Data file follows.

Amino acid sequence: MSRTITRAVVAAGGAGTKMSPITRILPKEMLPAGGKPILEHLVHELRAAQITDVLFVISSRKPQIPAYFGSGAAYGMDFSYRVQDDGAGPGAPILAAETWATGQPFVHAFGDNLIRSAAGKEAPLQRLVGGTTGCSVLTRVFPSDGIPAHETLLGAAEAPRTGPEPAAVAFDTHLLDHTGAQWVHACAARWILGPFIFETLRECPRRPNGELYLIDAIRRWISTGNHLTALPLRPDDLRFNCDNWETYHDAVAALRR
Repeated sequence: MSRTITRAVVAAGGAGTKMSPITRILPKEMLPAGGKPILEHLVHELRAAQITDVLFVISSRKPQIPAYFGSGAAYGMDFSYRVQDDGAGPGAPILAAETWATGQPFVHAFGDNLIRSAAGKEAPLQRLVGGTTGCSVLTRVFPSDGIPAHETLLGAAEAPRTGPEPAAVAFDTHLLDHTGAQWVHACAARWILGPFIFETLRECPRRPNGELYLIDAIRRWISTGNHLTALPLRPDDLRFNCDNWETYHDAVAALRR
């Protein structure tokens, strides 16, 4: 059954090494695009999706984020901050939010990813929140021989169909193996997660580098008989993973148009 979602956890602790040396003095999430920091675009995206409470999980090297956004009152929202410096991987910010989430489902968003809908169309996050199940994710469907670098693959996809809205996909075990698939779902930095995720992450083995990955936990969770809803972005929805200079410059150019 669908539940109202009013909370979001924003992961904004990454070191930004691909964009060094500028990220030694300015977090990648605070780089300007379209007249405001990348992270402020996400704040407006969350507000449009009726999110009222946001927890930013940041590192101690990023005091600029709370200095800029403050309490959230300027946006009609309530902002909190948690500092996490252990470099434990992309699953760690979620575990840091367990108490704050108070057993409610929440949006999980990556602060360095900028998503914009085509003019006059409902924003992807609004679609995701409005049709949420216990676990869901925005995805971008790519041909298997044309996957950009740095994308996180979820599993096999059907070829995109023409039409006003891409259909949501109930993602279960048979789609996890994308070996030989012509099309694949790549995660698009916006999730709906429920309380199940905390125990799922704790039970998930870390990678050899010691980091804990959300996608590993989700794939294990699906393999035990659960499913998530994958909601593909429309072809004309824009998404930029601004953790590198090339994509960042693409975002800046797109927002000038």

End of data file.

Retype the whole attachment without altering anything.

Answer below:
Amino acid sequence: MSRTITRAVVAAGGAGTKMSPITRILPKEMLPAGGKPILEHLVHELRAAQITDVLFVISSRKPQIPAYFGSGAAYGMDFSYRVQDDGAGPGAPILAAETWATGQPFVHAFGDNLIRSAAGKEAPLQRLVGGTTGCSVLTRVFPSDGIPAHETLLGAAEAPRTGPEPAAVAFDTHLLDHTGAQWVHACAARWILGPFIFETLRECPRRPNGELYLIDAIRRWISTGNHLTALPLRPDDLRFNCDNWETYHDAVAALRR
Repeated sequence: MSRTITRAVVAAGGAGTKMSPITRILPKEMLPAGGKPILEHLVHELRAAQITDVLFVISSRKPQIPAYFGSGAAYGMDFSYRVQDDGAGPGAPILAAETWATGQPFVHAFGDNLIRSAAGKEAPLQRLVGGTTGCSVLTRVFPSDGIPAHETLLGAAEAPRTGPEPAAVAFDTHLLDHTGAQWVHACAARWILGPFIFETLRECPRRPNGELYLIDAIRRWISTGNHLTALPLRPDDLRFNCDNWETYHDAVAALRR
């Protein structure tokens, strides 16, 4: 059954090494695009999706984020901050939010990813929140021989169909193996997660580098008989993973148009 979602956890602790040396003095999430920091675009995206409470999980090297956004009152929202410096991987910010989430489902968003809908169309996050199940994710469907670098693959996809809205996909075990698939779902930095995720992450083995990955936990969770809803972005929805200079410059150019 669908539940109202009013909370979001924003992961904004990454070191930004691909964009060094500028990220030694300015977090990648605070780089300007379209007249405001990348992270402020996400704040407006969350507000449009009726999110009222946001927890930013940041590192101690990023005091600029709370200095800029403050309490959230300027946006009609309530902002909190948690500092996490252990470099434990992309699953760690979620575990840091367990108490704050108070057993409610929440949006999980990556602060360095900028998503914009085509003019006059409902924003992807609004679609995701409005049709949420216990676990869901925005995805971008790519041909298997044309996957950009740095994308996180979820599993096999059907070829995109023409039409006003891409259909949501109930993602279960048979789609996890994308070996030989012509099309694949790549995660698009916006999730709906429920309380199940905390125990799922704790039970998930870390990678050899010691980091804990959300996608590993989700794939294990699906393999035990659960499913998530994958909601593909429309072809004309824009998404930029601004953790590198090339994509960042693409975002800046797109927002000038």